Returning to my analogy between golf and discipleship, when I began to play golf, I could not just read about golf or watch Tiger Woods play golf. As great a golfer as Tiger Woods is, watching him play is not enough to become a good golfer. To become a good golfer, you have to play golf a lot.

Jesus knew his disciples would not get the business of making disciples right the first (or even the second, third, fourth or fifth time). He knew that their “spiritual swing” was not going to get better without practice. He knew that it would not be a good idea for him to do all the teaching, healing, and casting out of demons, and then one day, BANG, send the disciples to the ends of the earth (Matthew 28:16-20). Therefore, he trained the disciples and made them practice what he had been training them to do.

One Sunday day in 1977, I was walking by the pastors’ offices on a Sunday morning between services. Dick Drury, who was the young associate pastor in charge of evangelism in our church, called me into his office. He explained that he was scheduled to speak at the Star of Hope Mission in Houston that evening but could not make it. He asked me to speak for him.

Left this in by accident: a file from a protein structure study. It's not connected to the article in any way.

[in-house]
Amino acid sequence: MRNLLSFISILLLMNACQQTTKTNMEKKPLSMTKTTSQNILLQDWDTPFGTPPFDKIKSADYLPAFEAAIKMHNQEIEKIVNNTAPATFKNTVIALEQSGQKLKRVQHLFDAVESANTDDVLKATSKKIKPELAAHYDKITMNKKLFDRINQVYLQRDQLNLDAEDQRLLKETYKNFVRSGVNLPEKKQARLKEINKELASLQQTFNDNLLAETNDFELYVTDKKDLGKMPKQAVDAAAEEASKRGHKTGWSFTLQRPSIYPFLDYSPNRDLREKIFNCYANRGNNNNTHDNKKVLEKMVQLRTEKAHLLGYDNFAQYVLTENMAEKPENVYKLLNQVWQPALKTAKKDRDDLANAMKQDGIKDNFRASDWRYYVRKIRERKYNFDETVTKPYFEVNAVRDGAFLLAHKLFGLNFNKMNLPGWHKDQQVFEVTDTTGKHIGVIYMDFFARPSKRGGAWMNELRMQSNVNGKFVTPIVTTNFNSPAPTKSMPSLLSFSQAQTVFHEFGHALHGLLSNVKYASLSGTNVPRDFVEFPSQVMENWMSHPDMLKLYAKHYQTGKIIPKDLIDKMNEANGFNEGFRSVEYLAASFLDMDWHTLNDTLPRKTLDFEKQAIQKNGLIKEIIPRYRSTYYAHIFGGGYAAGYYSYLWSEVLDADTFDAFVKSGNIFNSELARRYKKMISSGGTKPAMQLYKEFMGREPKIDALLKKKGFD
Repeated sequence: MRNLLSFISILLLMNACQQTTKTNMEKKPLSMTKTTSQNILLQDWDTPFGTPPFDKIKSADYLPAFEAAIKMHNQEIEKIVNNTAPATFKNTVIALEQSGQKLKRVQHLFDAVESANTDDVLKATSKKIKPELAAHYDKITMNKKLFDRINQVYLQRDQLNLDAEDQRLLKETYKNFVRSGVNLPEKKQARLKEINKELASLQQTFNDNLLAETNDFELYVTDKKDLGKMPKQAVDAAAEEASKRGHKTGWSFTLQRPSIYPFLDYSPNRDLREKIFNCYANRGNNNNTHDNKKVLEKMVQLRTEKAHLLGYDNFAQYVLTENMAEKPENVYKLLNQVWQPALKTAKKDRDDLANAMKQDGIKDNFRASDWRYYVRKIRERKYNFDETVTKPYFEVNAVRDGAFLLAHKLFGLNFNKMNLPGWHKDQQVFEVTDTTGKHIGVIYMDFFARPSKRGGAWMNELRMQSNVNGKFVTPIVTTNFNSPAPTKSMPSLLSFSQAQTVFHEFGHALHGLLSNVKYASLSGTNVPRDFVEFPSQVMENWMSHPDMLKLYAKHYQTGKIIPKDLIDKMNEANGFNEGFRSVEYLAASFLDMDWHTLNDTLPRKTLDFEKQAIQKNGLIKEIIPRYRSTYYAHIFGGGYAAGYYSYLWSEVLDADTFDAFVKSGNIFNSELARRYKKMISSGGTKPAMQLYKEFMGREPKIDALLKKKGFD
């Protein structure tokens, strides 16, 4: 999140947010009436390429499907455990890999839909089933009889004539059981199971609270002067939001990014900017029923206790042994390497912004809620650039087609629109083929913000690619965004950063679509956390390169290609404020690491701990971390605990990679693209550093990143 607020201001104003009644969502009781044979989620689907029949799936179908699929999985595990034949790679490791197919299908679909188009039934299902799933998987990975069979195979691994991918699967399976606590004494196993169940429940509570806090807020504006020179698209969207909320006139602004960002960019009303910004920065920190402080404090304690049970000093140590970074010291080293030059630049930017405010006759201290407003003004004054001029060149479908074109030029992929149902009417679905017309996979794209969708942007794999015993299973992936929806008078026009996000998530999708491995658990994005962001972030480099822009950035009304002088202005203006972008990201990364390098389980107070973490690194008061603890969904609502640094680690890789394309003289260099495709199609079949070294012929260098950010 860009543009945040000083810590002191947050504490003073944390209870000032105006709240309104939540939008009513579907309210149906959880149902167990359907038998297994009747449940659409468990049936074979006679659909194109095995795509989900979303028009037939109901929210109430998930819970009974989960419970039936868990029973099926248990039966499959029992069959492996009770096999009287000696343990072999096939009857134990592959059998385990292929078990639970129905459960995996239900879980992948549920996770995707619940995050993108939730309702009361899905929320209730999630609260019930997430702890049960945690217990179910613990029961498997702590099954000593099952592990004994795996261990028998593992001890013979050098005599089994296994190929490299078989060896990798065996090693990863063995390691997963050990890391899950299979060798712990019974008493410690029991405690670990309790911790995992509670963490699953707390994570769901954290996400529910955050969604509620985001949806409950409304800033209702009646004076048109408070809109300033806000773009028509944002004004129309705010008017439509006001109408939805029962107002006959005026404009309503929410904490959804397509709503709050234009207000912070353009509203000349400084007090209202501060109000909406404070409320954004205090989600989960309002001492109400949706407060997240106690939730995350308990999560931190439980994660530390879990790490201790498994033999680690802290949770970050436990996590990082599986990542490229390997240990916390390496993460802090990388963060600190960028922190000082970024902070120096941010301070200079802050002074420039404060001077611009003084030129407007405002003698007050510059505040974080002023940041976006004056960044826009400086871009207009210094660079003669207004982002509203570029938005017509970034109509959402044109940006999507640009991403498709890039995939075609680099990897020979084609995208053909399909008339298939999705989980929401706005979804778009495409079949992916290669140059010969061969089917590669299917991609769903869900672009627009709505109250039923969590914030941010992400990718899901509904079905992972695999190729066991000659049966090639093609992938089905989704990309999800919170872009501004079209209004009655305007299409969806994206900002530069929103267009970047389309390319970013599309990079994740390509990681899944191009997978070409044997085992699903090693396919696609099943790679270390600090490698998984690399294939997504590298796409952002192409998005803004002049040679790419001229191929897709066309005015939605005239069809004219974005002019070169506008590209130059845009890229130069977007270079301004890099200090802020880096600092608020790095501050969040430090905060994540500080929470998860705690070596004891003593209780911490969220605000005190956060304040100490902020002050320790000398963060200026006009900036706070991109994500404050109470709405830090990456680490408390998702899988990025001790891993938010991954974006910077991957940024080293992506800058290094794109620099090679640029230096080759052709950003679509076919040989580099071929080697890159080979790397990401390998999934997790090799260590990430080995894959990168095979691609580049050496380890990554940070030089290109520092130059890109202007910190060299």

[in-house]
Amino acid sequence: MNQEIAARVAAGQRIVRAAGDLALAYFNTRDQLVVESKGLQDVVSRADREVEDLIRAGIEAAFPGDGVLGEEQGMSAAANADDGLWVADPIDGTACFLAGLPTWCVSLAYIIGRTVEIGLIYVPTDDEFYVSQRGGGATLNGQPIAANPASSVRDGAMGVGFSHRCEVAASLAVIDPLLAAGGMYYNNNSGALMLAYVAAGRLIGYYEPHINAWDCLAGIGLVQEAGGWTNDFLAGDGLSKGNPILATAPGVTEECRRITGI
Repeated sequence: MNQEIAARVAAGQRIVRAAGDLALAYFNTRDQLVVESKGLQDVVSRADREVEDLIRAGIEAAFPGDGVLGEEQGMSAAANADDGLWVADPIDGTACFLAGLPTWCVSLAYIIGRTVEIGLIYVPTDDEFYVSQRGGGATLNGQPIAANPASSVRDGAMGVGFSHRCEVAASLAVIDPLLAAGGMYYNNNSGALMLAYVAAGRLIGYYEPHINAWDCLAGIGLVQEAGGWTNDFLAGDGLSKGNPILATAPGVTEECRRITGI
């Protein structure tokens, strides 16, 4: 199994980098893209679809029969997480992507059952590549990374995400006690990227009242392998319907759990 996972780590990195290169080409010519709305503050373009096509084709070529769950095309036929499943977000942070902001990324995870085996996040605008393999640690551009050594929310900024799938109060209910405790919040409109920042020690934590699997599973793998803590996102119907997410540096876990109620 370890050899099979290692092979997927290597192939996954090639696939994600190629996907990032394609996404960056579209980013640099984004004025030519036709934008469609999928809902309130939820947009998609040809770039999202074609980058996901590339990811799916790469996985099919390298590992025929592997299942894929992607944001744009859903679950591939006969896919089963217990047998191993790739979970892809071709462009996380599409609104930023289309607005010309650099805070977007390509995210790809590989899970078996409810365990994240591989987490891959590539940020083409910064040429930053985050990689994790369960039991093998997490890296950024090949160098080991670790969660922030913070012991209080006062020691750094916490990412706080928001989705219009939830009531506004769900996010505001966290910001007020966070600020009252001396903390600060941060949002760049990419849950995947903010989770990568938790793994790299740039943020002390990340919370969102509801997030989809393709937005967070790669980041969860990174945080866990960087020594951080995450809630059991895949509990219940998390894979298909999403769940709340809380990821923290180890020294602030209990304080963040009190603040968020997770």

I’d been a Christian only a short time. I can’t tell you how scared I was. That afternoon I wrote a sermon and practiced it as best I could. I didn’t have time to write it out. All I could do was an outline. Then, with fear and trepidation, in front of a bunch of drug addicts and drunks, I preach my first sermon. I even did my first altar call! For a Presbyterian, I was way out of my comfort zone. However, I would not be here today, if Dick had not then, and frequently thereafter, asked me to substitute for him at the mission. [2]